The Fed Flashes an L-Shaped Hand Sign to Savers, Workers and Retirees

Rodney Johnson | Thursday, January 31, 2013 >>

I try to stay away from teen-speak. But with three teenagers, I’m constantly hit with terms I didn’t learnrn in school. I hear things like “bromance” in conversation or read “ROFLMAO” in a text message… I even see the latest in hand signals like the thumb and forefinger in the shape of an “L” on the forehead.

I now know the meaning of each of the examples above, but keeping up with all of it is tiring. Plus my kids laugh at me when I try to use such things in conversation.

Still, it’s proved useful outside of the teen world…

As it turnrns out, the Fed has been flashing the typical American the “loser” sign for some time now. And while I don’t feel I’m missing much by not keeping up with teen-speak, I’m definitely missing a lot, including money from my wallet, thanks to the Fed.

For the last five years the Fed has used unconventional tactics to attack what it sees as “major issues” in the U.S. financial system. From bailouts to loans to straight up money printing, the Fed has been moving mountains (of cash) to get things done.

In short, it’s trying to turnrn the tide of deflation that comes from debt reduction by cranking up the printing presses to full speed. This action is supposed to create inflation, and it does to a degree…

The Fed wants inflation and wants it badly.

The Fed wants stuff to cost more.

It needs prices to move higher so people will be compelled to buy stuff before it gets out of their reach. From cars, to homes, to gadgets, the Fed is desperate to make sure we face the prospect of having to pay more so we make the decisions to rather pay sooner!

This is supposed to boost demand, which will, in theory, boost production… thereby leading to increased employment and voila! The economy is “fixed!”

Sort of.

There’s just one problem. It doesn’t really work that way.


The Fed has definitely made prices go higher in some areas. Look at healthcare, or education, or food, or energy.

The Fed’s efforts have even mitigated some of the fall in the housing market, although the bubble that burst was so big that prices still fell 30% to 40% (and probably have more to go).

What the Fed has NOT done, and could not do, is somehow make incomes go up. Or, for that matter, make it so that consumers don’t have to save for their retirement so they can rather spend their money now on things like their children’s education.

This means the average American has flat income but rising costs (as prices go up around him). The net result: a falling standard of living.

That’s right. A big “L” for loser.

So, who are the “winners?”

That would be large banks, who not only got bailed out, but now benefit from the very real idea that if any trouble comes their way they’ll simply get bailed out again. The banks also get to make loans at 4% to 5% while paying depositors between nothing and 0.5%.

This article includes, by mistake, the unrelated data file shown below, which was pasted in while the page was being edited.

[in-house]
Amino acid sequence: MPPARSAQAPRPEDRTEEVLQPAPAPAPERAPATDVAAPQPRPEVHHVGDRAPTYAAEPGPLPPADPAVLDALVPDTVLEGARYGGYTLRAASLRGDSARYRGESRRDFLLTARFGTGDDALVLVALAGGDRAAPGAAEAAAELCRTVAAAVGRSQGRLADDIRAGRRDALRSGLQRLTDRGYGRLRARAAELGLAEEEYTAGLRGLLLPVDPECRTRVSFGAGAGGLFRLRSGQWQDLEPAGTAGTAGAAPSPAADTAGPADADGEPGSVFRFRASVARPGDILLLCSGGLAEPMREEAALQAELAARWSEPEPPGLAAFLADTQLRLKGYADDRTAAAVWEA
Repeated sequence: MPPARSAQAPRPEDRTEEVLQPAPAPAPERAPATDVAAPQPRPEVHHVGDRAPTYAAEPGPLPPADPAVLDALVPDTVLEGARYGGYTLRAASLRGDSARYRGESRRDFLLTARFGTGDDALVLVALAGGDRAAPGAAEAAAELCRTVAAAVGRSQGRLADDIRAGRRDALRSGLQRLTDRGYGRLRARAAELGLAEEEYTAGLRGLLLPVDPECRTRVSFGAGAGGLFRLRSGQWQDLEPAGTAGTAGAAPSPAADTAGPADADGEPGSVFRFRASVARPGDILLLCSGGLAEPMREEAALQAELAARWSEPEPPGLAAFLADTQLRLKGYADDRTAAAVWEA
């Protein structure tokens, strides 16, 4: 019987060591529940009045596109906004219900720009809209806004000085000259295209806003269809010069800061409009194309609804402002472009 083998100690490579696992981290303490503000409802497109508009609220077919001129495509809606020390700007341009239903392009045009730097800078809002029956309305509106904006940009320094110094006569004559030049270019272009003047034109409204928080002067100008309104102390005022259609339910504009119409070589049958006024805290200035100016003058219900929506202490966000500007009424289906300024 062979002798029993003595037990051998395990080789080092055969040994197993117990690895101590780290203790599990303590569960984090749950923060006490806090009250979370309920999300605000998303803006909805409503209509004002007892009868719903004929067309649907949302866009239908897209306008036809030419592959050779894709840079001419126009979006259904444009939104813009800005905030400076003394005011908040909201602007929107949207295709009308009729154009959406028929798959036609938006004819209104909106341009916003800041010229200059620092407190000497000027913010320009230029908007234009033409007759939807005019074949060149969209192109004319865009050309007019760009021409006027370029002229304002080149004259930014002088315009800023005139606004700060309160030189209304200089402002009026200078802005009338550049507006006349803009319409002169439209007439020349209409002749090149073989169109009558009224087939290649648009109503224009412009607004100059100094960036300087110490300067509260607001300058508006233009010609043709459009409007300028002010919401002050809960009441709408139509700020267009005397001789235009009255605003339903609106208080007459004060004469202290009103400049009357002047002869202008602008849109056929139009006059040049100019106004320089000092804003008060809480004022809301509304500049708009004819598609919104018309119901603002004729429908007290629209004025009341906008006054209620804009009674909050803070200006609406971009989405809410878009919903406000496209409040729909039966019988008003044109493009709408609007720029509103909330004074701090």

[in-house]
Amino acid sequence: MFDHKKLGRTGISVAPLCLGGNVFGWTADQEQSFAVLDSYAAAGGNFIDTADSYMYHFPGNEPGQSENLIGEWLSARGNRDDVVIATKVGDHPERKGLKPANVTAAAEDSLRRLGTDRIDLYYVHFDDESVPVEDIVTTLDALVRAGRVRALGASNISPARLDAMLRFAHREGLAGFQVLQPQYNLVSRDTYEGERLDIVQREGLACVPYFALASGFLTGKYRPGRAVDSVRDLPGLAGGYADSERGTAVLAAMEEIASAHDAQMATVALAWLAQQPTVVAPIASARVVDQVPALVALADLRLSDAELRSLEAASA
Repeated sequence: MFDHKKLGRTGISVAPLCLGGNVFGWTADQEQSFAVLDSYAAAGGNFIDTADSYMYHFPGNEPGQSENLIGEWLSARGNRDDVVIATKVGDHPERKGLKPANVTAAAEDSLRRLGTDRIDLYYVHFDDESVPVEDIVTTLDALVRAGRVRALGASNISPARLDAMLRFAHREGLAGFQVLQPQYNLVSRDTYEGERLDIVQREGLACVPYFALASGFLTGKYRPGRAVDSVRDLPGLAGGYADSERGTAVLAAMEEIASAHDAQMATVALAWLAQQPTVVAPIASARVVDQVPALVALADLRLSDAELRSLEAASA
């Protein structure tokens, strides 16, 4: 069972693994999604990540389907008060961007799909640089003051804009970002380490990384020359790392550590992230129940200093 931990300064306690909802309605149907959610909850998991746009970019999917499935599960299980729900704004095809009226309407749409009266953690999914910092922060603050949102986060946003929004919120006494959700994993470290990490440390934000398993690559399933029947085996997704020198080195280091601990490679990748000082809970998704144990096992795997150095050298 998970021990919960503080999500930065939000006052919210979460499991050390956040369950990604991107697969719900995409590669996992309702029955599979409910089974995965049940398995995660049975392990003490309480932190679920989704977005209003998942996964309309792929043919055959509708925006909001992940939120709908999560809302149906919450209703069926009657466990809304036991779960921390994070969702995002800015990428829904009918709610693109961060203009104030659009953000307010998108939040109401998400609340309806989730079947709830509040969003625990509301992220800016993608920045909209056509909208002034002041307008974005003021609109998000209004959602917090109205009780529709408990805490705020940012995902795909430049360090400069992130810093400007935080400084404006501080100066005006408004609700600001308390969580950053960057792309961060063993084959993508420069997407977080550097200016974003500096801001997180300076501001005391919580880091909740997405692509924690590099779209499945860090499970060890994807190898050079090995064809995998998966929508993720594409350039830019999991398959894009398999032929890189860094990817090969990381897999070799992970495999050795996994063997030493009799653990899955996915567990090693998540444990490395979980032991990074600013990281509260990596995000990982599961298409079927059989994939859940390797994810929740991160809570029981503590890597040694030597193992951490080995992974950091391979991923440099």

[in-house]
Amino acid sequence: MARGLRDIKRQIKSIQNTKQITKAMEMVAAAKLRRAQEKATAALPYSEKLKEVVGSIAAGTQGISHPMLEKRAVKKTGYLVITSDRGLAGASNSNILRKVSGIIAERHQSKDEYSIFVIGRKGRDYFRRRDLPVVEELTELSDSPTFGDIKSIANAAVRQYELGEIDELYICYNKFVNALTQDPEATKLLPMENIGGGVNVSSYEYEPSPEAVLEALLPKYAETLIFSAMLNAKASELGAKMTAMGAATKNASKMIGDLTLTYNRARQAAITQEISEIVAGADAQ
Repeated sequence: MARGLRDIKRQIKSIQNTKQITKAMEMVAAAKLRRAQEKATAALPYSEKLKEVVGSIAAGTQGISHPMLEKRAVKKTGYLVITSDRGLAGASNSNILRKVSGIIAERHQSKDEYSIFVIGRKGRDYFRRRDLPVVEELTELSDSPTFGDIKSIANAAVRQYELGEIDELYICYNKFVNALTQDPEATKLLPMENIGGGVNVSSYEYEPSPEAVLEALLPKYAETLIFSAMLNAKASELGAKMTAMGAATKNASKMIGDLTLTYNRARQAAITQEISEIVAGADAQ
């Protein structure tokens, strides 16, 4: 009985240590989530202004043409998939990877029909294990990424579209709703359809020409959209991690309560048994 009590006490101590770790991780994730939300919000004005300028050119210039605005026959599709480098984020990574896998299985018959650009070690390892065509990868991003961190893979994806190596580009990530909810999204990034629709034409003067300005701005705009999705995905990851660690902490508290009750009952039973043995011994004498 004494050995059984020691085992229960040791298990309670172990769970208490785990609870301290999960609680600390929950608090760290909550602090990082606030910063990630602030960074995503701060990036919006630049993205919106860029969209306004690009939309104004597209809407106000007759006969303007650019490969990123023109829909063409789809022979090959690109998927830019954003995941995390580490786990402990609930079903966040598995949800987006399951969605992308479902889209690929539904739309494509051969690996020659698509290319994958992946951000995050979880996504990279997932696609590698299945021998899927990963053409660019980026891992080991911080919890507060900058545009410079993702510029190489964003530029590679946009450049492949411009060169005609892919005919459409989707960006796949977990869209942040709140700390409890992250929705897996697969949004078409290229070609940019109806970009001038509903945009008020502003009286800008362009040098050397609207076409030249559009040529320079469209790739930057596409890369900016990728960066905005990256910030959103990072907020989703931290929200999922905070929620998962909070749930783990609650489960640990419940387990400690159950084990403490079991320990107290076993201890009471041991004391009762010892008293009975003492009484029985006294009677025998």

What a gift!

Equity traders and investment banks are loving this new normal, where funds and bank trading operations reach out on the risk scale to buy more and more, driving markets and prices higher.

Along the way there are a few scraps that fall from the table…

If we have retirement accounts with some equity exposure, chances are we have seen some growth. Of course, this has been more than offset by the loss of income on conservative fixed income, but let’s not quibble.

All of this highlights the ugly truth about inflation: it is not equal… it is not fair.

Inflation spreads through an economy unevenly, bringing unearnrned benefits to some and undeserved pain to others. Governrnment officials get to run deficits with exceptionally low interest rates, bad-faith bankers get to keep their jobs and earnrn millions in profits, while consumers are put on the hook for higher public debt while their incomes fall further behind the cost of living.

This is what happens with monetary (money printing) inflation… and it must be so. If all things remained equal, if there was no shift in wealth, no change in value that took place, then why would any central bank ever print money!?

There must be an effect they are looking for. And I’m here to tell you that there is… and it has been accomplished.

What is being taken from us is being given to others.

All the while Ben Bernrnanke is shaking the hand of Jamie Dimon, then looking at us while he makes the shape of an “L” on his forehead.




Ahead of the Curve with Adam O’Dell

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Rodney covered the “L is for Losers” side of the Fed-manipulation game. So I’ll take a look at the big winner.



Rodney Johnson

Rodney’s investment focus tends to be geared towards trends that have great disruptive potential but are only beginning to catch on to main-stream adapters. Trends that are likely to experience tipping points in the next 5 years. His work with Harry Dent – studying how people spend their money as they go through predictable stages of life and how that spending drives our economy – helps he and his subscribers to invest successfully in any market.